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Return of Strip club scene ‘a celebration of life’

Updated June 18, 2021 - 5:41 pm

Jason Strauss is as impressed as anyone by the booming return of club business in Las Vegas. No small statement, as he’s not readily impressed by nightclub atmosphere. As the co-CEO of Tao Group Hospitality, Strauss is accustomed to thousands of merrymakers bouncing under an LED chandelier to the wizardry of Steve Aoki.

The veteran nightlife exec doesn’t even flinch at the blast of party cannons.

But after 15 months of inactivity, Strauss is looking at the mega-club events through a new prism. He’s been inspired by the strong revival of nightclubs and dayclubs as those venues have reopened to 100-percent capacity this month.

“What is amazing now is, all this explosive volume is without conventions, group sales without big group leisure sales that team up a thousand guest rooms,” Strauss said in an interview days after clubs reopened to full capacity. “This has been straight, individual travel business.”

Strauss says business has spiked because of the drive-in crowd from Arizona and Southern California, and also a high volume of incoming tourists from such Texas feeder cities as Dallas and Houston.

Two weekends ago, Strauss attended Chris Lake’s Full Bloom Sundays party at Marquee Dayclub and DJ Pauly D’s appearance at Marquee Nightclub at The Cosmopolitan of Las Vegas, and also Aoki’s slammed return to Omnia at Caesars Palace. Everywhere, party raged as if it was summer 2019.

“Everybody came in and it filled up, and then it was like they didn’t know what to do, exactly,” Strauss said of the returning throngs. “There was a look-and-see moment, and then when the headliner came on, it was as wild and as big as any night we’ve had in the past 10 years. We haven’t seen that kind of energy since the Marquee and Tao openings. It was a celebration of life.”

Omnia’s “Wild At Heart” industry night on Tuesdays has also returned, as busy as ever, Strauss says.

Tao Group and Hakkasan Group merged in April, forming a partnership between two colossal Las Vegas nightlife companies. But it’s not all behemoth nightclub and dayclub concepts for the newly formed Tao Group. A hang we are especially eager to experience, Soirée Supper Club launches Sunday night at Lavo inside Palazzo.

The dining destination is adding entertainment, in and around the dining room, to its menu and tableside cocktail format. The early explanation is, a 1960s-era New York cabaret club meets modern-day Las Vegas Strip.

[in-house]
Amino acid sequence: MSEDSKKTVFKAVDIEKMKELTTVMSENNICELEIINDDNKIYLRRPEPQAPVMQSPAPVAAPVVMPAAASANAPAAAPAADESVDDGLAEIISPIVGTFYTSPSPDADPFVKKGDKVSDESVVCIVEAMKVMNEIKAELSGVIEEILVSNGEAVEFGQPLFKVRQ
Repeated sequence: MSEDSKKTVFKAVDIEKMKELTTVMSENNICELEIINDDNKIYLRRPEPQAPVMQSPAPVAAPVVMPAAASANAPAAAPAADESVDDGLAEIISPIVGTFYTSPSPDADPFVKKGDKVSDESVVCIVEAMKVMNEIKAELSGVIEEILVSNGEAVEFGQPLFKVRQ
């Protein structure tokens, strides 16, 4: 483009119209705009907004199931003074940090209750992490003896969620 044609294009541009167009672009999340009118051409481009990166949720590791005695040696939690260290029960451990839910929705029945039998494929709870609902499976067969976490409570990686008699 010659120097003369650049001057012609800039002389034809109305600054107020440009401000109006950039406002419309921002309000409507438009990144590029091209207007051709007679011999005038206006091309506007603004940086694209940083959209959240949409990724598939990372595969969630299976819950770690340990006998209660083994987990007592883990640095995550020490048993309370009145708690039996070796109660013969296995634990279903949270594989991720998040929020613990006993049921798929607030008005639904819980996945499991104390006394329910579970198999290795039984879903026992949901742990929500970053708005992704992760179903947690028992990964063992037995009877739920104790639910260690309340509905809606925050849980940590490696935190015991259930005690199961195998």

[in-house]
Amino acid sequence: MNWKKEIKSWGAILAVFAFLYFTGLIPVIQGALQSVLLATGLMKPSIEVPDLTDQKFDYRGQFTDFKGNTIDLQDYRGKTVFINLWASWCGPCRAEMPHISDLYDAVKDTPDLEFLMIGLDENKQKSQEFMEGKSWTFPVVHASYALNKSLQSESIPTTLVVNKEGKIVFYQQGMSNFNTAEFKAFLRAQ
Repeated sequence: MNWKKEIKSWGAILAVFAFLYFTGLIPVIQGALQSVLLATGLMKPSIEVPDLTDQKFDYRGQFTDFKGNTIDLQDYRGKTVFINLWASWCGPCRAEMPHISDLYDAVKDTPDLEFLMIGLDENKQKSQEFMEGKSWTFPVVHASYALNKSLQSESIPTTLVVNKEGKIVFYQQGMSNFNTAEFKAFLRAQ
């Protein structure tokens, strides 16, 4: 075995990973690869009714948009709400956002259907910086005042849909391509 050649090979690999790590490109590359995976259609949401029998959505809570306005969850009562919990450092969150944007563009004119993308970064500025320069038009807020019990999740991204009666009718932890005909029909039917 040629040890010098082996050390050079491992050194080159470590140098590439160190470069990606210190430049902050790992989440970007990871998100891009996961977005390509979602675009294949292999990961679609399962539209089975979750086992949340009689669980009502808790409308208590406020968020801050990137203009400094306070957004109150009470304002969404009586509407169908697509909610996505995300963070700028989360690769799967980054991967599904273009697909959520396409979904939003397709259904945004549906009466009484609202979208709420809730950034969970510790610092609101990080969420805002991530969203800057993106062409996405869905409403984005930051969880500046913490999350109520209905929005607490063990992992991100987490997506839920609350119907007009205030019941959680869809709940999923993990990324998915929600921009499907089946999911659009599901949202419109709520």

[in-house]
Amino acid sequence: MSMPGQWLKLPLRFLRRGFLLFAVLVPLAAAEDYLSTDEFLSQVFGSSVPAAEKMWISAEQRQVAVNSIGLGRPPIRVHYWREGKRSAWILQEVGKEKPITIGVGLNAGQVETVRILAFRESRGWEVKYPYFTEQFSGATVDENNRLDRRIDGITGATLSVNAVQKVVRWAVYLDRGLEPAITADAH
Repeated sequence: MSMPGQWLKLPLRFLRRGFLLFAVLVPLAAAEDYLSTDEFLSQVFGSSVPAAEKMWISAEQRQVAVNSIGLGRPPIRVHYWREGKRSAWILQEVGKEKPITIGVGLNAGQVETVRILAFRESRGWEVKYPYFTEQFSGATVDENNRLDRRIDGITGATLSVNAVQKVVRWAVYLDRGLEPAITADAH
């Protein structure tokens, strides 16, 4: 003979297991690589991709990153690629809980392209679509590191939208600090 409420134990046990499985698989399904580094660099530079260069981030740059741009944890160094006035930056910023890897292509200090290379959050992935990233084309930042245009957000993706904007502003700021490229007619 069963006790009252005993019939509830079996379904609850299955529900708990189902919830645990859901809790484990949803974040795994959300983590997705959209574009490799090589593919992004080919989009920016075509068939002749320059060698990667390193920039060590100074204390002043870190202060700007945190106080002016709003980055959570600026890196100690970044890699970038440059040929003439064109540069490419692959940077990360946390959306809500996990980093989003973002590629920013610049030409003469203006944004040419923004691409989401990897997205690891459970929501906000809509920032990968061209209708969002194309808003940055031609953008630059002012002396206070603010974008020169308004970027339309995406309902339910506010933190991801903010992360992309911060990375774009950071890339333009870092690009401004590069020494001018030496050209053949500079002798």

The vibe feels a little like what has been presented at Mayfair Supper Club and the now-closed Rose. Rabbit. Lie. dinner club-entertainment stage at The Cosmopolitan of Las Vegas. The difference being the dinner-theater influence, where the staff is part of the show.

“While you’re having dinner, you might see a busboy turn into a crazy acrobat, or the cigarette girl become a full comedian,” Strauss said with a laugh. “The maître d will be belting Sinatra songs into the mic. The line-chef might or bartender might become the house-music violinist. Anything can happen.”

And, the columnist at the next table might suddenly bust into “Mack The Knife.”

Kidding. Or are we? We’ll feel out the room, chat up the maître d, and check back.

Time out for measurement

Las Vegas Raiders owner Mark Davis ordered the Mark Davis sandwich at Siegel’s Bagelmania last week. It’s an extra lean, thin-sliced corned beef, horseradish and deli mustard on rye.

Not toasted, incidentally. Davis says you don’t toast rye. Is this worth a debate? Speaking for the rye-illiterate.

Davis said Friday he might call an audible on this menu item, and have the sandwich presented in pieces, ready for assembly. “It’s too tall!” Davis said. “I’m going to have them redo it when they update the menu.”

Getting Harry

“Potted Potter” is back to re-calibrate production-show entertainment at The Magic Attic at Bally’s. A satire of all seven “Harry Potter” books, the show is back July 18, tickets onsale now.

“Potted Potter” achieves the improbable by eliciting laughter from even those who know little about the “Potter” series (hello). The 8 p.m. show (with 2 p.m. matinees on Saturdays and Sundays) is paired with mentalist Frederic Da Silva’s “Paranormal” show at 4 p.m..

The Magic Attic did achieve some magic of its own. The venue has reappeared — ta-da! — as one of the venues that has survived Caesars Entertainment’s cutting of live entertainment. Corey Ross, who co-produces with James Seabright says, “Rumours of our demise have been greatly exaggerated.”

Ross is also bringing “Immersive Van Gogh” to Vegas, at the new Lighthouse Las Vegas at the Shops at Crystals, on July 26. He has an eye (and yes, an ear) for what works in Vegas.

Cool Hang(er) Alert

Our first men’s fashion Cool Hang entry comes from Stitched, which on Thursday celebrated the opening of its pop-up shop at Tivoli Village. Stitched Senior Vice President Sam Glaser, who puts the “dash” in haberdashery, is presenting the store’s first Father’s Day special: “Cut From the Same Cloth,” which offers fathers and sons the opportunity to design new suits together.

The entire experience package, with two custom suits, is $2,000. A single suit at Stitched can easily run at that price. The “Cut From the Same Cloth” special runs through June.

Maybe Daddy Kats and I can dial up a couple Ben and Jerry Stiller replicas from “Zoolander.”

John Katsilometes’ column runs daily in the A section. His “PodKats!” podcast can be found at reviewjournal.com/podcasts. Contact him at jkatsilometes@reviewjournal.com. Follow @johnnykats on Twitter, @JohnnyKats1 on Instagram.

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